Two coach candidates plan visits

Tuesday, December 13, 2005

Missouri Western coach Jerry Partridge and Purdue assistant Tony Samuel will interview this week.

A current Division II head coach and a former Division I-A head coach who now serves as a Division I-A assistant will be in Cape Girardeau this week to interview for the vacant head football coaching position at Southeast Missouri State.

The university on Monday announced Missouri Western head coach Jerry Partridge and Purdue assistant Tony Samuel as two more finalists in the search to replace Tim Billings, who resigned after six seasons at Southeast.

Partridge will interview on Wednesday and Samuel will interview on Thursday. Craig Schurig, the head coach at Division II Washburn, was the first finalist to interview. He was in town on Friday.

Like Schurig, Partridge and Samuel will take part in a public forum where Southeast faculty, staff, students and boosters, along with media members and the public, are welcome to meet them and ask questions.

Partridge's open forum will be from 3 to 4 p.m. Wednesday in the Missourian Room at the University Center, while the session with Samuel will be from 3 to 4 p.m. Thursday in the Indian Room at the University Center.

"We're looking forward to getting both coaching candidates on campus," Southeast athletic director Don Kaverman said. "We had a very good first interview [with Schurig], and I think these will be equally as good."

Partridge has been the head coach at Division II Missouri Western the past nine seasons, compiling a 62-40 record, including a 52-28 mark over the past seven seasons. He needs three more victories to become the school's all-time winningest football coach.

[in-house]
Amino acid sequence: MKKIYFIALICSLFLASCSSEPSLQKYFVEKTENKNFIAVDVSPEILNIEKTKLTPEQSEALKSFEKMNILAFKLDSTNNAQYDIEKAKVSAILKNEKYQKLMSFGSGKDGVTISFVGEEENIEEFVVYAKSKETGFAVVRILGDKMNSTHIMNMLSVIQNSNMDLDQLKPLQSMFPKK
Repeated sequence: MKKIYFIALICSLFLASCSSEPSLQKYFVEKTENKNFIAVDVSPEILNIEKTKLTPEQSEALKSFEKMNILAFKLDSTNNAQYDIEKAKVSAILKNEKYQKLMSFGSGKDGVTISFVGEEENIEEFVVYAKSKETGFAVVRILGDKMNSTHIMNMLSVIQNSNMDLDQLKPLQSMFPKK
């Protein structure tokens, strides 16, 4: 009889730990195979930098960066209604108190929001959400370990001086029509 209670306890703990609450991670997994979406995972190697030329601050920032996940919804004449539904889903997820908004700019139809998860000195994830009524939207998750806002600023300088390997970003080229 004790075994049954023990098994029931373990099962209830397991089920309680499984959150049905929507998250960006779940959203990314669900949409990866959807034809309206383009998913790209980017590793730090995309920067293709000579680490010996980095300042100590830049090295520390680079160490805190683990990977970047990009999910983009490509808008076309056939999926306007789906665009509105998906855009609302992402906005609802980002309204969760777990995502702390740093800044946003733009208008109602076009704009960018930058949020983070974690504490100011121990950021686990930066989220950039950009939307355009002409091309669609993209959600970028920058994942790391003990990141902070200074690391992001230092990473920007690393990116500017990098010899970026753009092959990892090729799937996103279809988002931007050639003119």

Missouri Western, 9-3 this year, has won a school-record nine games twice under Partridge, and in 2003 the Griffons captured their first-ever conference title in football by claiming the Mid-America Intercollegiate Athletic Association crown.

Partridge, a three-year letterwinner at defensive back at Missouri Western from 1981 to 1984, has served as a graduate assistant at Notre Dame and Missouri, and he has also been an assistant at Murray State and Austin Peay in the Ohio Valley Conference.

Kaverman is especially familiar with Partridge because, as the former athletic director at Missouri Western, he was primarily responsible for hiring Partridge.

"He's won over 60 percent of his games in what I consider to be one of the best Division II conferences in the country, he's coached at two OVC schools, he's from Missouri, he has great recruiting ties in the state," Kaverman said. "I think people will be very impressed with him."

Samuel was the head coach at Division I-A New Mexico State from 1997 to 2004, where he had an eight-year record of 34-57, including a 7-5 mark in 2002 that represented the program's most wins since 1967.

Samuel, the third-winningest football coach in New Mexico State history, led the Aggies to a 6-5 finish in 1998 for their first winning season since 1992 and just the third winning record in 32 years.

Samuel recently completed his first season as an assistant at Purdue, coaching defensive ends.

A two-year starter as a defensive end at Nebraska in the mid-1970s, Samuel coached linebackers and defensive ends at his alma mater from 1986 to 1996, mentoring six first-team All-Americans and 12 future NFL players. He was part of two national championship teams with the Cornhuskers.

Samuel has also been an assistant at Stanford and Western Michigan.

"He obviously comes from a great football background," Kaverman said. "New Mexico State is not an easy place to win, but he had some good seasons there. I think people will also be very impressed with him."

The Aggies were 5-6 under Samuel in 2004, after which he and his staff did not have their contracts renewed. This year, the first season after Samuel's departure, New Mexico State went 0-12.

All three of the Southeast finalists have head coaching experience, which Kaverman said is not an accident.

"I want to have an opportunity to talk with folks who have been in charge of a program and have been successful," he said. "I think we need to bring in somebody who has experienced success [as a head coach]."

Kaverman said recently that Southeast would bring in a fourth finalist some time next week, although he said on Monday that might not be the case.

"After these three, we'll determine whether we have somebody in this group that we want to recommend," said Kaverman, who after consulting with the search committee that he is chairing will make a recommendation on a new coach to Southeast president Ken Dobbins.

Southeast is coming off a 2-9 season. Billings had a six-year record of 25-43.

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